A study of the structure and politics of the American Congress. This course examines the relationship between Congress members and their constituents; the organization and operation of Congress; the relationship between legislative behavior and the electoral incentive; and the place of Congress in national policy networks.
4706 POLS-313-01 Nationl & Europ Forgn Policies 1.00 LEC Lefebvre,Thomas X. M: 1:15PM-3:55PM TBA  
  Enrollment limited to 25
  This course will investigate the relationship between European Union member states and EU foreign policy. It will question how EU member states reconcile their independent foreign policies with their membership in the European Union as well as their relationship with NATO. Students will have the opportunity to assess to what extent EU member states have Europeanized their foreign affairs policies in order to build a more coherent Common Security and Defense Policy (CDSP).
5236 POLS-317-01 Amer Political Thought 1.00 SEM Dudas,Mary J. TR: 10:50AM-12:05PM TBA SOC  
  Enrollment limited to 30
  A study of the development of American political thought: the colonial period; the Revolution; Jeffersonian democracy; the defense of slave society; social Darwinism; the Populist and Progressive reform movements; and current theories of conservatism, liberalism, and the Left.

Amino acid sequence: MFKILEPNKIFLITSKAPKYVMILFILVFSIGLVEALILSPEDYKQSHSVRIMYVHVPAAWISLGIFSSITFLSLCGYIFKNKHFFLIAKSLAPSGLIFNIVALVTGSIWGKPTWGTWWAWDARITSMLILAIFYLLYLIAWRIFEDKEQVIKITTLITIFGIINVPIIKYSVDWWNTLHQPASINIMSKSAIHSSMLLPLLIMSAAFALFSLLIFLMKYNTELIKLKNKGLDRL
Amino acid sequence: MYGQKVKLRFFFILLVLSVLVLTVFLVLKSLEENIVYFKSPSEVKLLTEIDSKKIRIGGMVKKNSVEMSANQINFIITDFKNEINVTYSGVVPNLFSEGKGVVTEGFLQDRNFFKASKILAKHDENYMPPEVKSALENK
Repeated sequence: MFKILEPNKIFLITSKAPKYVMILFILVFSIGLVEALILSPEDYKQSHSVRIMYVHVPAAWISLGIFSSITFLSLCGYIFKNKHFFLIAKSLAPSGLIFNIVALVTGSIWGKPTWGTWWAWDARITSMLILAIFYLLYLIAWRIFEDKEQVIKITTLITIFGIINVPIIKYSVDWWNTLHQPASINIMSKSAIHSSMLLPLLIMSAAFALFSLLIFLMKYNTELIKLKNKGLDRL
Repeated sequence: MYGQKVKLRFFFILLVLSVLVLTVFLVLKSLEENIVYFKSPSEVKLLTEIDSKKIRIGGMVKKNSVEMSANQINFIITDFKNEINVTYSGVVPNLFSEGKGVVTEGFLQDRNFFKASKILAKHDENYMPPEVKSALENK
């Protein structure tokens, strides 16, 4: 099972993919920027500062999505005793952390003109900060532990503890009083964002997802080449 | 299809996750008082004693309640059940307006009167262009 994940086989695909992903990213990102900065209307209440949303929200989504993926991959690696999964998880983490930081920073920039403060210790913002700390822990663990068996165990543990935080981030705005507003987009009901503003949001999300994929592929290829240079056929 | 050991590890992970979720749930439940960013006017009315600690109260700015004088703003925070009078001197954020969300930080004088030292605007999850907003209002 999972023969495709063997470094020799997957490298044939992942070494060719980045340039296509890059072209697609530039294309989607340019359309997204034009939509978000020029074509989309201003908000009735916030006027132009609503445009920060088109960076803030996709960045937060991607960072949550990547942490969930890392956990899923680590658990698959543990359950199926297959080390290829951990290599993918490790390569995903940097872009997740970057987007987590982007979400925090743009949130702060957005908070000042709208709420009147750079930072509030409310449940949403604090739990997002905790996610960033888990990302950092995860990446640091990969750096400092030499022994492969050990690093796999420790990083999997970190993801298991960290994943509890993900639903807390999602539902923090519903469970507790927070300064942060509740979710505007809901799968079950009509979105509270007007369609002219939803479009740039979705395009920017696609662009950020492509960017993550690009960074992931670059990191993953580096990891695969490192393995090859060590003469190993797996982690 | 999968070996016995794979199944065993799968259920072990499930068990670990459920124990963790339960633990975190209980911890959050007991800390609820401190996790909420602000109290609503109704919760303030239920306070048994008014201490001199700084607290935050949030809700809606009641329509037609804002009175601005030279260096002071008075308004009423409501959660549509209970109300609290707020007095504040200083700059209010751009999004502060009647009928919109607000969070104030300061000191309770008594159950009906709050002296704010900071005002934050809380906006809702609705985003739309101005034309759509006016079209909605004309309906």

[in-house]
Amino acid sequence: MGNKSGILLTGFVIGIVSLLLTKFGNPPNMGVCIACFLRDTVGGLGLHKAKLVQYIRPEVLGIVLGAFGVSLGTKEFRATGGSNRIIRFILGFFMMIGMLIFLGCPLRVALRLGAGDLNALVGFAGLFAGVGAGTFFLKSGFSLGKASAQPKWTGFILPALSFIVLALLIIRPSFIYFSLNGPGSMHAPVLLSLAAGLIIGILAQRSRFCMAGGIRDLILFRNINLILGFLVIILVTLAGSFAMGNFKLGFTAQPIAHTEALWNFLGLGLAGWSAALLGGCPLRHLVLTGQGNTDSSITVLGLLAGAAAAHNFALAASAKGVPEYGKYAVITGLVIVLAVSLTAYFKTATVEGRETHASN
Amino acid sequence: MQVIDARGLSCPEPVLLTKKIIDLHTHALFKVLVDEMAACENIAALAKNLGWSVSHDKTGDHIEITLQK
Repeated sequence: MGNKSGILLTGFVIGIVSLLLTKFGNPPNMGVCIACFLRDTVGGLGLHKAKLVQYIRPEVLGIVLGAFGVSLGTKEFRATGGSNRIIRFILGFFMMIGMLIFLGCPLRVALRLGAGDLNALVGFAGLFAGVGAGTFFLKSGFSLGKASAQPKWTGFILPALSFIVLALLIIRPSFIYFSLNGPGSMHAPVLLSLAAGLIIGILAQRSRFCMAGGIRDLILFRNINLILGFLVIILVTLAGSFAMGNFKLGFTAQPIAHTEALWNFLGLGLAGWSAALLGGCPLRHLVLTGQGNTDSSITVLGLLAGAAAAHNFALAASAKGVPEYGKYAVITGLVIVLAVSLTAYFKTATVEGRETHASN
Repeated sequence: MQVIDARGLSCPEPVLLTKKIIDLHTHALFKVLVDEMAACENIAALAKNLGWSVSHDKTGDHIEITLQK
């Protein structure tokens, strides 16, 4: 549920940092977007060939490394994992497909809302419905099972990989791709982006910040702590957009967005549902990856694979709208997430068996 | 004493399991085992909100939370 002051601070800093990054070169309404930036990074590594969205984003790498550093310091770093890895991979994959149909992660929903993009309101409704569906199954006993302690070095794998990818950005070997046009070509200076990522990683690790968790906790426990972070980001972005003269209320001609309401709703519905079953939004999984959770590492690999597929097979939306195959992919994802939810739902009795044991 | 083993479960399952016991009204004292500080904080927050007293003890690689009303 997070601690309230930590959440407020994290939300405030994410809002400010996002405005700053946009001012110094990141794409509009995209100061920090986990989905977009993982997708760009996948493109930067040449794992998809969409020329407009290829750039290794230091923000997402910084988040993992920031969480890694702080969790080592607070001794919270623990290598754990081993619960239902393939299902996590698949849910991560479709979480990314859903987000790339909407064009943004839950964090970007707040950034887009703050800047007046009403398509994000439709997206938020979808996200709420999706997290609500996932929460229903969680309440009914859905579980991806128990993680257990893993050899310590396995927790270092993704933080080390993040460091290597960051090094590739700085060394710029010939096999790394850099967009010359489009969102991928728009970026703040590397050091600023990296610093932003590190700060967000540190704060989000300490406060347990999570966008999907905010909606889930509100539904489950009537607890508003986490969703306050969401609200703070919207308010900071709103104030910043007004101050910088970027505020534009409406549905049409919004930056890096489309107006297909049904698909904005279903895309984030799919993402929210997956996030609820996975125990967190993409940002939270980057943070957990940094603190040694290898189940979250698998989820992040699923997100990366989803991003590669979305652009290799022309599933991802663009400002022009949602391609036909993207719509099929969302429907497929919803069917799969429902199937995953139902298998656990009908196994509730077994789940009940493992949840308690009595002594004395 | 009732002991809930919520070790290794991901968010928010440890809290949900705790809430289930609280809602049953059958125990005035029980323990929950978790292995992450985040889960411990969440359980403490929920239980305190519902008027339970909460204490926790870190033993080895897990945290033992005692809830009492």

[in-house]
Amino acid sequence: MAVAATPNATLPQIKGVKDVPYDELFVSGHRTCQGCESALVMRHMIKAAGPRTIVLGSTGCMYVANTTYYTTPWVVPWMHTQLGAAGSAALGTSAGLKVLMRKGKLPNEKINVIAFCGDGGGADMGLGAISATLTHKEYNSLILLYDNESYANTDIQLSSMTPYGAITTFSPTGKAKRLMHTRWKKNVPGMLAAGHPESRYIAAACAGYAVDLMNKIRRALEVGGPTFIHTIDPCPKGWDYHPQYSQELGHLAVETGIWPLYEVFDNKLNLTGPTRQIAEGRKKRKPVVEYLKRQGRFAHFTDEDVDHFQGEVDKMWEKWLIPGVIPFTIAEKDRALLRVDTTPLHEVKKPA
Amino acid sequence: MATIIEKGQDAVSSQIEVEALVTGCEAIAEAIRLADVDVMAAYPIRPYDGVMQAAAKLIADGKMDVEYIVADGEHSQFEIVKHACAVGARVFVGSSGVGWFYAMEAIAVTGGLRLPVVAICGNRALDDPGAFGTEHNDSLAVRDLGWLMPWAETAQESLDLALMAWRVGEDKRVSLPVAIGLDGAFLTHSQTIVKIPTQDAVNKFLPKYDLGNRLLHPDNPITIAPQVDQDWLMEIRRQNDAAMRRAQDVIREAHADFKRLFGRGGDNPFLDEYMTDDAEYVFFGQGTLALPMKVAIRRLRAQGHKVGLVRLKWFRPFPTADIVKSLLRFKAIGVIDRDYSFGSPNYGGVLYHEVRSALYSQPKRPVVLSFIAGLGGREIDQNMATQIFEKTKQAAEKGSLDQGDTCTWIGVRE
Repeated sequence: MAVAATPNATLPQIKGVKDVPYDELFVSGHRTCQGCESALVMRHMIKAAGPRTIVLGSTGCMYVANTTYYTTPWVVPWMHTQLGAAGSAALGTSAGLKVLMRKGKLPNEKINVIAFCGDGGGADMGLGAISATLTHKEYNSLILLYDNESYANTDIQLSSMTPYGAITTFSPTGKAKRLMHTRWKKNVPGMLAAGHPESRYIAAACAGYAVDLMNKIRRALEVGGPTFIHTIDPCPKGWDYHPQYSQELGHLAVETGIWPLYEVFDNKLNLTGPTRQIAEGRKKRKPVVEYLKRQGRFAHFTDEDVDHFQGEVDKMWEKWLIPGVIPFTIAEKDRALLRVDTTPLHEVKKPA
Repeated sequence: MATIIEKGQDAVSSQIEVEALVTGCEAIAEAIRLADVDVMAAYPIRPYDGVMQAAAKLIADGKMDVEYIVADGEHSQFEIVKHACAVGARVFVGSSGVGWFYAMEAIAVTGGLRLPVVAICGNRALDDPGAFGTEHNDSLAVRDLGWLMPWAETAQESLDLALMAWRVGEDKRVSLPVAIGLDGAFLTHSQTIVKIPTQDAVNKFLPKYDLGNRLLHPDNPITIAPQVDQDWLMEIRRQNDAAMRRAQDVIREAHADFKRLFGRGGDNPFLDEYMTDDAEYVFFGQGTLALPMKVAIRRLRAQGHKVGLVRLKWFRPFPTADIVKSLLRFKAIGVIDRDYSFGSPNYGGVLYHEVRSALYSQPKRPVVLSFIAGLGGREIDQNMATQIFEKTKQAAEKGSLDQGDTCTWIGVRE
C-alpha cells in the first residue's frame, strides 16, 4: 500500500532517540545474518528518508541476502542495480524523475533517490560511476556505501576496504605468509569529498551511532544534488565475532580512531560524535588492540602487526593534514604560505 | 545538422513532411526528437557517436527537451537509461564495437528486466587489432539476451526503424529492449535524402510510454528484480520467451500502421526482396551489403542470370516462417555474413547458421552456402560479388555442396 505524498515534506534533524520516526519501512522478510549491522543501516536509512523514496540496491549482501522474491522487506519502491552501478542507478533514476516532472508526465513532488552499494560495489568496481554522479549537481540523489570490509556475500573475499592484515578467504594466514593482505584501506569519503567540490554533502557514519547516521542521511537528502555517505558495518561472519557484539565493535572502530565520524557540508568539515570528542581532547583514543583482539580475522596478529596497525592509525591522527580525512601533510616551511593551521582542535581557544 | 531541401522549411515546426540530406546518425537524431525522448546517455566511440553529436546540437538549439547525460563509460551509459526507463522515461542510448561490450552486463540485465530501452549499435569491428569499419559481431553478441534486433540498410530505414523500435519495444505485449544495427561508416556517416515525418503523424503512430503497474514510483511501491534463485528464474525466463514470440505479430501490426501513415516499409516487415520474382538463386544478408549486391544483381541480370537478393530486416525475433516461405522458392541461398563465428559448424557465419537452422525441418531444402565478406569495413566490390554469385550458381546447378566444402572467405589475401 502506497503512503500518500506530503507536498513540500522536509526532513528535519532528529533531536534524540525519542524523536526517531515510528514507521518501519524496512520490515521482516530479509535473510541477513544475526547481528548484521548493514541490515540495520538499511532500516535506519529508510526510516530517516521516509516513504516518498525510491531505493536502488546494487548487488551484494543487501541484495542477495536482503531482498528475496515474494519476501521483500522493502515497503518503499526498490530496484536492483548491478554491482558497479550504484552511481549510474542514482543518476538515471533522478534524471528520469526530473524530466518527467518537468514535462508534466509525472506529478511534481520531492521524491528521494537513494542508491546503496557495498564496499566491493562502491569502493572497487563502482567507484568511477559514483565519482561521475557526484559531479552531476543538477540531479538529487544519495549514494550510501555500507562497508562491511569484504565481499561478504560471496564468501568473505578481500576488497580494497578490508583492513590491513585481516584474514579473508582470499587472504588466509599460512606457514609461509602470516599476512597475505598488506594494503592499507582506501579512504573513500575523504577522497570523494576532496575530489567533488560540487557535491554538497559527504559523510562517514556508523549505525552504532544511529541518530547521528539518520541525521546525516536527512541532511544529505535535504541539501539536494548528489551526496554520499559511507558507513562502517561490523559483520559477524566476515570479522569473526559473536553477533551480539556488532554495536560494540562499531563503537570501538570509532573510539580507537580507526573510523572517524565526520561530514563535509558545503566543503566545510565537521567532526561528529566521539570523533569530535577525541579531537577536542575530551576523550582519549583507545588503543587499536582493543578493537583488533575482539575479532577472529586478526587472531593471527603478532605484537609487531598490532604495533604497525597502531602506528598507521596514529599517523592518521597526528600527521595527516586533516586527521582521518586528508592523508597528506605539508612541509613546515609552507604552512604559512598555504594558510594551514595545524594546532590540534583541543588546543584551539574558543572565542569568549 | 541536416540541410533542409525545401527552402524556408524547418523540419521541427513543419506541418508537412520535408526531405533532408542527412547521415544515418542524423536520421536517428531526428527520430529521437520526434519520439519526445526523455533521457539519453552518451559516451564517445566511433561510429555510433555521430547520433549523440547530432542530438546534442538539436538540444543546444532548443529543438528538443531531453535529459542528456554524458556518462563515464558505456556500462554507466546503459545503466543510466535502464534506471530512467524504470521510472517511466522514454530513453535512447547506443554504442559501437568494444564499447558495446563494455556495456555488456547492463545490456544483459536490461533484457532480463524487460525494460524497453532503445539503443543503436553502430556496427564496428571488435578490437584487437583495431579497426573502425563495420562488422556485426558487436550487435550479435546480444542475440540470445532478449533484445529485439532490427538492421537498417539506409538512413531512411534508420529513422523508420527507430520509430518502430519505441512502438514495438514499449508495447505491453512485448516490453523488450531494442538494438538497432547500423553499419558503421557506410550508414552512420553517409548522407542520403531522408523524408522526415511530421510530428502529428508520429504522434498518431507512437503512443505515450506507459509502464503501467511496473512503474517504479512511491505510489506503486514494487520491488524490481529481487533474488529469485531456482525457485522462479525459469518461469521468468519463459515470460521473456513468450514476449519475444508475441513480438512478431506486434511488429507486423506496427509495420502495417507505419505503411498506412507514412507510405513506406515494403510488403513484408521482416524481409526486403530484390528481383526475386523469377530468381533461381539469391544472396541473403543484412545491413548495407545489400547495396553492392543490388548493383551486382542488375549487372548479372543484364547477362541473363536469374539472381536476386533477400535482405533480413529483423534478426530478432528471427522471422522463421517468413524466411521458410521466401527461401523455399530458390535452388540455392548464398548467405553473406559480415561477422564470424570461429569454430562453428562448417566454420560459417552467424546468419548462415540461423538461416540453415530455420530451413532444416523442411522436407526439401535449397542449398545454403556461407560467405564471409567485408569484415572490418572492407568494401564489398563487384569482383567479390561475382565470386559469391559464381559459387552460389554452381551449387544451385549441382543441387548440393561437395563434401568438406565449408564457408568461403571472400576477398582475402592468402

5019 POLS-322-01 Intl Political Economy 1.00 LEC Kamola,Isaac A. MW: 2:40PM-3:55PM TBA GLB5  
  Enrollment limited to 25
  Prerequisite: C- or better in Political Science 104.
  This course examines the interplay of politics and economics in the current world system since the European expansion in the 16th century. Focus will be on the penetration and colonization of Latin America, Asia, and Africa; economic relations in the industrialized world and between the north and the south; the role of international institutions such as the World Bank and the International Monetary Fund; the role of international trade and transnational corporations; the changing division of labor in the world economy; and current problems of the world economy.
4926 POLS-331-01 Comparative Politics East Asia 1.00 SEM Matsuzaki,Reo MW: 10:00AM-11:15AM TBA Y SOC  
  Enrollment limited to 18
  NOTE: Course is only open to Sophomores and Juniors Political Science majors or students intending to major in Political Science.
  NOTE: This course satisfies the Sophomore/Junior seminar requirement.